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Environ Res. 1999 Feb;80(2 Pt 2):S38-S45.

Are PCBs the major neurotoxicant in Great Lakes salmon?

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New York State Department of Health, Albany, New York, 12201-0509, USA.


Epidemiological studies have demonstrated an association between consumption, by women, of contaminated Great Lakes salmon and deficits in cognitive performance in the children of these women. Although significant statistical associations between polychlorinated biphenyl (PCB) body burdens and these negative outcomes suggest that PCBs may be responsible, the fetus and neonate are also exposed to other fish-borne neurotoxicants. In this manuscript we present data from two developmental studies that support the hypothesis that PCBs may serve either as a marker for other contaminants that are responsible for the observed effects, or that other contaminants present in the fish interact synergistically with the PCBs to produce the observed neurotoxicity. In the first study we demonstrated that exposure of rats to diets containing lyophilized Great Lakes salmon, resulting in exposure to as little as 13.9 micrograms/(kg small middle dotday) of total PCBs, induced significant reductions in regional brain dopamine (DA) concentrations. In the second study, we demonstrated that exposure of rats to the ortho-substituted PCB congener (2,4,2', 4'-tetrachloro- biphenyl) at 1, 10 or 20 mg/(kg small middle dotday) also induced significant reductions in DA concentrations in the same brain regions although only at the two highest doses-levels at least 100-fold higher than seen in the first study. On the basis of these developmental neurochemical studies we suggest that the reported cognitive deficits in children exposed in utero and during lactation to fish-borne contaminants may be due either to contaminants other than PCBs or to complex interactions between PCBs and other neurotoxicants present in the fish.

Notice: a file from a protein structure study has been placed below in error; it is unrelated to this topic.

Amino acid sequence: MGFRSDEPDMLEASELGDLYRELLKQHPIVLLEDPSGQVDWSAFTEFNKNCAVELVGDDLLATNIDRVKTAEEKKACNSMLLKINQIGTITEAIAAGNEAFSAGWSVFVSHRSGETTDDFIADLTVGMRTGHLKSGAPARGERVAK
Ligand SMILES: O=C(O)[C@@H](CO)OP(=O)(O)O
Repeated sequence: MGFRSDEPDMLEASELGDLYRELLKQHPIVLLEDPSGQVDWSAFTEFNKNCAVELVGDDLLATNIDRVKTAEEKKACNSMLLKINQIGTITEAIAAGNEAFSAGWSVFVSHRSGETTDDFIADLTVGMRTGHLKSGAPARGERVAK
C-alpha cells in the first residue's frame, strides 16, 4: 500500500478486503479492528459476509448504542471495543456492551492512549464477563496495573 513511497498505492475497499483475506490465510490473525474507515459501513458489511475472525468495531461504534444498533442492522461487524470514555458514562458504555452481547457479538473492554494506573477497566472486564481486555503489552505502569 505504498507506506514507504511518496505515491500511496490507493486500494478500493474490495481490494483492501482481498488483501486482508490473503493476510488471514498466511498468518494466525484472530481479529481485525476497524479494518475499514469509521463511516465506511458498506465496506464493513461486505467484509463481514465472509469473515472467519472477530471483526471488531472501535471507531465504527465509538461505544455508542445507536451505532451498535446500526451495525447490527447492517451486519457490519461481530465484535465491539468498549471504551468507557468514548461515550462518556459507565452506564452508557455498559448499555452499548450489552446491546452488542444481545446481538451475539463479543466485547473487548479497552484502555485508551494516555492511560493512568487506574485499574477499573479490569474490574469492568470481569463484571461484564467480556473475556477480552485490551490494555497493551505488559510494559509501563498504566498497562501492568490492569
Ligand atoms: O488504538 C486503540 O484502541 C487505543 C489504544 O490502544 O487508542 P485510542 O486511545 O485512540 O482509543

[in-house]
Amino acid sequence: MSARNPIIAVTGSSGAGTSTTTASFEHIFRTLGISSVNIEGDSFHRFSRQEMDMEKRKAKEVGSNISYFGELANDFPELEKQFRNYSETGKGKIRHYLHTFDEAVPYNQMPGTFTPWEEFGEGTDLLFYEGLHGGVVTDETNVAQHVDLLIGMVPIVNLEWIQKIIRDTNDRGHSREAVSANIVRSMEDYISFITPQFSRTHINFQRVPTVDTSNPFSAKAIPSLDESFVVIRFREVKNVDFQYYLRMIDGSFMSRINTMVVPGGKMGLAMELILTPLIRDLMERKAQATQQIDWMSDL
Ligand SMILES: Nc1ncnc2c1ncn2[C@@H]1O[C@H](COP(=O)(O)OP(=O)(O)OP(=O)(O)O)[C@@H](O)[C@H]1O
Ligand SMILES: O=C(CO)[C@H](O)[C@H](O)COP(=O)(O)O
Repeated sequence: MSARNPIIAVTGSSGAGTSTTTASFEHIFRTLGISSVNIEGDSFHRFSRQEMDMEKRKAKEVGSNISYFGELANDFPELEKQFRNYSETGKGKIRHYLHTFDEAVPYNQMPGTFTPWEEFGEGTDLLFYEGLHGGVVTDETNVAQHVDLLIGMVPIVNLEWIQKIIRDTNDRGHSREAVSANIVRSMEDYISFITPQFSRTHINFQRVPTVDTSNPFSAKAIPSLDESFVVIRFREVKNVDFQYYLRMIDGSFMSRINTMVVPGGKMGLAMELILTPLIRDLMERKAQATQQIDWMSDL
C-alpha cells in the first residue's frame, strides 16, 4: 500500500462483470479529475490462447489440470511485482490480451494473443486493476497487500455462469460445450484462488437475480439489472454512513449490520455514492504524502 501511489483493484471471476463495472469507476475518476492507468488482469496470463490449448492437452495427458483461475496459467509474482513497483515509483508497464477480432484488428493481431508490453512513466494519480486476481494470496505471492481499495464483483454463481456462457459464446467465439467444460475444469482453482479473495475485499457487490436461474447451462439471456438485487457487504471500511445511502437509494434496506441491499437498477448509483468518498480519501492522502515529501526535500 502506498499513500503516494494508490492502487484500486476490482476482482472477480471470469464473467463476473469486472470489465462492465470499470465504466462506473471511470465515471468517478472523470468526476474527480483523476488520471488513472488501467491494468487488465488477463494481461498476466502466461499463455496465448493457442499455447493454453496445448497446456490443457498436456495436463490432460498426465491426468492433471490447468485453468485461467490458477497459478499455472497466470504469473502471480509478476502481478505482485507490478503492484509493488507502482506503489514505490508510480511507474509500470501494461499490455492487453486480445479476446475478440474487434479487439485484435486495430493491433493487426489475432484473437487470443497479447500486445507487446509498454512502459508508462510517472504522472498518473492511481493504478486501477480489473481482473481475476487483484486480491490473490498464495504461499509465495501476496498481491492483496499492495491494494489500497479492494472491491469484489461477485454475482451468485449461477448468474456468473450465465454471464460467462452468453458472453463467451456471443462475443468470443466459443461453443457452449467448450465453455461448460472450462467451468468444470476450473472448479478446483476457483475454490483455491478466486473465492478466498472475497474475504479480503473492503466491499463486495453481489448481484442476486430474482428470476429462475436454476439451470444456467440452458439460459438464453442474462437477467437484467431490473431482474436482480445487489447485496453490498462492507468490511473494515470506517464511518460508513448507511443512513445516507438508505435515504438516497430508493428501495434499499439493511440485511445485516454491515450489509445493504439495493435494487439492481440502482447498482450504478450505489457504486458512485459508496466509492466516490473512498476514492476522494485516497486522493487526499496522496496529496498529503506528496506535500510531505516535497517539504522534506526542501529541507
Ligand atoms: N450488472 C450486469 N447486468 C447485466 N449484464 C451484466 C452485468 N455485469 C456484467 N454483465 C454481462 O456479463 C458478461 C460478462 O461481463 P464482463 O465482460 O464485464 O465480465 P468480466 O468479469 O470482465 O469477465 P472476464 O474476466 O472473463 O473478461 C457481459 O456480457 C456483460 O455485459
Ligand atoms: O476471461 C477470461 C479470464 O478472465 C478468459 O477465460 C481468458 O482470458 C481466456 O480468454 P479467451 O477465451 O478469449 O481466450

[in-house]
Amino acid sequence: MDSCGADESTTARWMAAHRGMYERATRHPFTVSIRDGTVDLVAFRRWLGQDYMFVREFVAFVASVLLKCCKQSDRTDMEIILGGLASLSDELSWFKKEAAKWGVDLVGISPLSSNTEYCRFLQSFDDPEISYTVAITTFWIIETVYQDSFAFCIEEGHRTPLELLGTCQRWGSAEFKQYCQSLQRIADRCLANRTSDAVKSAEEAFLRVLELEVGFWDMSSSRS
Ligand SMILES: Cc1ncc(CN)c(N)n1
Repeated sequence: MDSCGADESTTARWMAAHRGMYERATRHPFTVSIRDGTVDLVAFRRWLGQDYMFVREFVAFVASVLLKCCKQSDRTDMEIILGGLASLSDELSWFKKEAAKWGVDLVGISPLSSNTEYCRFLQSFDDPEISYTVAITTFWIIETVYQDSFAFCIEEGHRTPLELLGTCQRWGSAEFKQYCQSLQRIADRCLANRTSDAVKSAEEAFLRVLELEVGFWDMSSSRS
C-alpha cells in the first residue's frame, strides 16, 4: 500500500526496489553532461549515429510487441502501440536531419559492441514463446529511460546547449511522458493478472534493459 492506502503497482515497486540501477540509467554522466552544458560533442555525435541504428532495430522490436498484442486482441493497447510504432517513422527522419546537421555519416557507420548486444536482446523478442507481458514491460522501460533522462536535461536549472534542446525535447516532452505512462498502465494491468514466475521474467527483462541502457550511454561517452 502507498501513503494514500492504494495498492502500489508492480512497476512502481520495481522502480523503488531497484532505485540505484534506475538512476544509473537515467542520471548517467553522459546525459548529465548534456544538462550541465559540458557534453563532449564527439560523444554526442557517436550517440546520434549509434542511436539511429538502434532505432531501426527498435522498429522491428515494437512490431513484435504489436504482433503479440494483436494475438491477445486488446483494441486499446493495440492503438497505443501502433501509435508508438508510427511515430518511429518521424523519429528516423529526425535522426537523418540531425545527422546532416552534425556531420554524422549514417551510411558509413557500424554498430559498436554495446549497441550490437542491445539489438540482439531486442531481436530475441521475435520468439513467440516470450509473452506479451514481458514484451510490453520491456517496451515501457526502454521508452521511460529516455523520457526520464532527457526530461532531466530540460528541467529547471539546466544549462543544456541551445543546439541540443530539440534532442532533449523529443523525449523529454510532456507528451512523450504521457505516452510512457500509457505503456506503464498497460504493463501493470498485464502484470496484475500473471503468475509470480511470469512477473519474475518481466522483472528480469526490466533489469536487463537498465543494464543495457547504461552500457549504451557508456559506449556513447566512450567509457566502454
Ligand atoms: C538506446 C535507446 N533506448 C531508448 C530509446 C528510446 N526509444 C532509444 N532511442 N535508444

[Indexed for MEDLINE]

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